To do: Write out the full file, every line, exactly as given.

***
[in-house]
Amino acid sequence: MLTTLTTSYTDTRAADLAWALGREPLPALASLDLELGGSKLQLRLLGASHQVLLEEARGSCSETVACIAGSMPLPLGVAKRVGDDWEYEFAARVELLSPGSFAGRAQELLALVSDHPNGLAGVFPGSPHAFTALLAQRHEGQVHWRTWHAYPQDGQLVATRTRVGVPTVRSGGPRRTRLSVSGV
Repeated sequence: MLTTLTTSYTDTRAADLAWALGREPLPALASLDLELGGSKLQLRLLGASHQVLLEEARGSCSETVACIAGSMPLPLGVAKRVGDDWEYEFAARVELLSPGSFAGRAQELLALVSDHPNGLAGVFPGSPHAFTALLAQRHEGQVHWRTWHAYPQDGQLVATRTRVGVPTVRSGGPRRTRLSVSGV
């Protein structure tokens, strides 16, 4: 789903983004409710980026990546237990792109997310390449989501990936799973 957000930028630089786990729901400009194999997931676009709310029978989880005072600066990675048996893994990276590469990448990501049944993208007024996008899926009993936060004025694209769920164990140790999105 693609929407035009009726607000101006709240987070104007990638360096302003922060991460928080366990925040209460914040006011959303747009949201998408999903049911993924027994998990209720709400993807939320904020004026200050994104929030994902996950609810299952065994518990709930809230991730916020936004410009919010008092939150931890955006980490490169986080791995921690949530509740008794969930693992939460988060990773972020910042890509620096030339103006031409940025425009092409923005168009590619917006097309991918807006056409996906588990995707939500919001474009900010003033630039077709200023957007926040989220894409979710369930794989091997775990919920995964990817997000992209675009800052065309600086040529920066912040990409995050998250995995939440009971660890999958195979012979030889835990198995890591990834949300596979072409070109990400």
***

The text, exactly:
[in-house]
Amino acid sequence: MLTTLTTSYTDTRAADLAWALGREPLPALASLDLELGGSKLQLRLLGASHQVLLEEARGSCSETVACIAGSMPLPLGVAKRVGDDWEYEFAARVELLSPGSFAGRAQELLALVSDHPNGLAGVFPGSPHAFTALLAQRHEGQVHWRTWHAYPQDGQLVATRTRVGVPTVRSGGPRRTRLSVSGV
Repeated sequence: MLTTLTTSYTDTRAADLAWALGREPLPALASLDLELGGSKLQLRLLGASHQVLLEEARGSCSETVACIAGSMPLPLGVAKRVGDDWEYEFAARVELLSPGSFAGRAQELLALVSDHPNGLAGVFPGSPHAFTALLAQRHEGQVHWRTWHAYPQDGQLVATRTRVGVPTVRSGGPRRTRLSVSGV
């Protein structure tokens, strides 16, 4: 789903983004409710980026990546237990792109997310390449989501990936799973 957000930028630089786990729901400009194999997931676009709310029978989880005072600066990675048996893994990276590469990448990501049944993208007024996008899926009993936060004025694209769920164990140790999105 693609929407035009009726607000101006709240987070104007990638360096302003922060991460928080366990925040209460914040006011959303747009949201998408999903049911993924027994998990209720709400993807939320904020004026200050994104929030994902996950609810299952065994518990709930809230991730916020936004410009919010008092939150931890955006980490490169986080791995921690949530509740008794969930693992939460988060990773972020910042890509620096030339103006031409940025425009092409923005168009590619917006097309991918807006056409996906588990995707939500919001474009900010003033630039077709200023957007926040989220894409979710369930794989091997775990919920995964990817997000992209675009800052065309600086040529920066912040990409995050998250995995939440009971660890999958195979012979030889835990198995890591990834949300596979072409070109990400």